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Overview of the Accounting Cycle

Paper Type: Free Essay Subject: Accounting
Wordcount: 1125 words Published: 8th Feb 2020

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The accounting cycle is a sequence of steps starting with recording transactions and takes it to the preparation of financial statements. The main purpose of recording transactions and keeping track of expenses and revenues. The accounting cycle is a set of steps that are repeated in the same order every period. The highest of these steps is the preparation of financial statements. Some companies prepare financial statements every three months while some complete twelve months.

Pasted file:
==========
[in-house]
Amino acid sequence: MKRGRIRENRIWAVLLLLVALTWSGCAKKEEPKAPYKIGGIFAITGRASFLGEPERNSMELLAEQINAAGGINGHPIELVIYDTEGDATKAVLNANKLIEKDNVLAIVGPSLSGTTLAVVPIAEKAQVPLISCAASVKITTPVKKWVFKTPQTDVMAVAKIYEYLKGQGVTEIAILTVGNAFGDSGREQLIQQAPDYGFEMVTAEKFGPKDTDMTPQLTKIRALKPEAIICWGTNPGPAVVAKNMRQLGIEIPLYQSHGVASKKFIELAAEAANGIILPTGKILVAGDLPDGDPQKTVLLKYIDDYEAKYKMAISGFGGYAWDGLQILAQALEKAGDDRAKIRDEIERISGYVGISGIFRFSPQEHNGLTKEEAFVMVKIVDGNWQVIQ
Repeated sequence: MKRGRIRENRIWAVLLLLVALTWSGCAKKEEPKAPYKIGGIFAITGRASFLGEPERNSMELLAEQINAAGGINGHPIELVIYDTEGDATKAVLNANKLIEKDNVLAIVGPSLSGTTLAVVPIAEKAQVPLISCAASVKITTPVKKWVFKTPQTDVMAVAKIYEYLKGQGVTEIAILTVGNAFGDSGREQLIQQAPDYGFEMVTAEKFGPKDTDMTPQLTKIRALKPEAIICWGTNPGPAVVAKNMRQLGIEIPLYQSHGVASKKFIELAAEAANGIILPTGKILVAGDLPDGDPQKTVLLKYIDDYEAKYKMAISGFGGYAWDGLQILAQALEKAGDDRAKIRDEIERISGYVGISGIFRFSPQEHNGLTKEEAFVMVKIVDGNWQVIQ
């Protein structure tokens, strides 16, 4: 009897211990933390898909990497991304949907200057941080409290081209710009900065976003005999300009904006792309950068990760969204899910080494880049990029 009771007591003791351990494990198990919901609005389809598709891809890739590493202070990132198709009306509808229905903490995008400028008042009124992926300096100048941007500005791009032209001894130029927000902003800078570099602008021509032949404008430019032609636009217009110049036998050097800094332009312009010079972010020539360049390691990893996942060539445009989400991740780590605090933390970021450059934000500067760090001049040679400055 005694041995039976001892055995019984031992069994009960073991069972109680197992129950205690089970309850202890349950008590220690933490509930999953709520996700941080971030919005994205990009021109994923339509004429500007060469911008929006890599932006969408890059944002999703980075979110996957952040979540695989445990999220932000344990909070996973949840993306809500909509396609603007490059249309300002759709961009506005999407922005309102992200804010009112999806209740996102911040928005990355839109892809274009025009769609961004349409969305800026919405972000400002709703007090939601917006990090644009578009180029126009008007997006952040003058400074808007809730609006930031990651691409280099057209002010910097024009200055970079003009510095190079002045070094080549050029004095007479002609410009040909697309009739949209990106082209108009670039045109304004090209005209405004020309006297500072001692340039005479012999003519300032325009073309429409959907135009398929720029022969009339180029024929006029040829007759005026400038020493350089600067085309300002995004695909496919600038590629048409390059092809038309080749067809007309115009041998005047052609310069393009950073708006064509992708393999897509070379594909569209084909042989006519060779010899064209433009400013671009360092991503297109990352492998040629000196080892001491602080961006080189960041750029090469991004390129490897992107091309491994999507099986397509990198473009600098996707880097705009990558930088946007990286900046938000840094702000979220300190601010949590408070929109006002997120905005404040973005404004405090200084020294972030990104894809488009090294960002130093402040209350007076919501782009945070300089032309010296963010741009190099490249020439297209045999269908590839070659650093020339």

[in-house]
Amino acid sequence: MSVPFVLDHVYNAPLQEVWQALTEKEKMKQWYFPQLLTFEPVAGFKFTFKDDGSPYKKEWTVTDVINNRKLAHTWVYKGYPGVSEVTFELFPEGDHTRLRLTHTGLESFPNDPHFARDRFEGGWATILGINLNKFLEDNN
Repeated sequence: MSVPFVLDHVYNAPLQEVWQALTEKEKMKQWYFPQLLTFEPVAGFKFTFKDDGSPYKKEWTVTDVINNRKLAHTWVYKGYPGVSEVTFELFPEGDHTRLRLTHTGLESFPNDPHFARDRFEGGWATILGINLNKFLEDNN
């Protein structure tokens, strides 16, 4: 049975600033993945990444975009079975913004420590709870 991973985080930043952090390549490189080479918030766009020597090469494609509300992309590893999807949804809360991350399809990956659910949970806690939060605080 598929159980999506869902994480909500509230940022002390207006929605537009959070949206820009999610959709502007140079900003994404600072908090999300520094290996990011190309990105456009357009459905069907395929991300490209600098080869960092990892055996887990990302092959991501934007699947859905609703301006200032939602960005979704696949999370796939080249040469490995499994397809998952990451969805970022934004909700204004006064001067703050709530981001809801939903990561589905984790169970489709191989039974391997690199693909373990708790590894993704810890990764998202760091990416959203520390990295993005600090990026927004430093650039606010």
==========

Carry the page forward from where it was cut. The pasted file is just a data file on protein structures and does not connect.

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 The first step is to analyze and record transactions in the journal. This step is where information must be carefully read to determine if a transaction is an asset, liability, common stock, retained earnings, revenue, dividend, or expense. In this step, each account must be determined to see if the amount increases or decreases. Those increases and decreases should be recorded as a credit or debit before entering the transaction to Journal. Step two is the transactions recorded in the journal are posted to the journal ledger. When posting transactions, one must ensure that the date is entered into the date column, the amount of the transaction is entered the debit or credit column of the account, and the journal page number is entered in the posting reference column of the journal. The transactions should be entered in the order that they occur. For step three the unadjusted trial balance should be prepared to if any errors have been made in the ledger when posting debits and credit. The unadjusted trial balance does not provide clear accurate information in the ledger and only shows that the debit and credit are equal. If the totals in the trial balance are not equal, then an error has been occurred and must be discovered. Step four is the assembling and adjusting the data. This happens when accounts must be updated prior to the preparing of financial statements. Expense accounts such as accrued expenses and prepaid expenses as well as revenues such as accrued and unearned usually require adjustment. Fixed assets except for land must be adjusted for depreciation. Step five is preparing an optional end of the period spreadsheet. This step is not required (Carl S. Warren, James M. Reeve, Jonathan E. Duchac) however, it can provide information an unadjusted trial balance to an adjusted trial balance. Another important use of this step is the ability to see if any potential adjustments could have a significant impact. Step six is journalizing and posting adjusting entries, this happens by writing in the adjustments which affect one account in a balance sheet and in the income statement. The seventh step is preparing an adjusted trial balance. Once accounts are up to date and equal financial statements can now be prepared. If the adjusted trial balance is not balanced, then an error has occurred and must be discovered. Preparing financial statements is step eight. This step is where financial statements are finally started. The first statement is the income statement followed by the retained earnings and the balance sheet. The statement can go back to steps two, three, and five and be developed from the adjusted trial balance, ledger, or the end of the period spreadsheet. These statements all support each other, an example of this is how net income or loss on an income statement is reported on a retained earnings statement. Step nine is journalizing and posting closing entries. This step comes into play with four closing entries. The first is debit each revenue account for its balance and credit the income summary for the total revenue. The second one is crediting each expense account for its balance and debit income summary the total expenses. Closing entry three is debiting the income summary its balance and credit the retained earnings statement. The final closing entry is debiting the retained earnings account for the dividends account balance and credit the dividends account. The final step in the accounting cycle is preparing a post-closing trial balance. In this step, the post-closing balance consists of only assets, liabilities, and the owner’s equity. The balance shows that everything has been properly entered in a journal and correctly posted.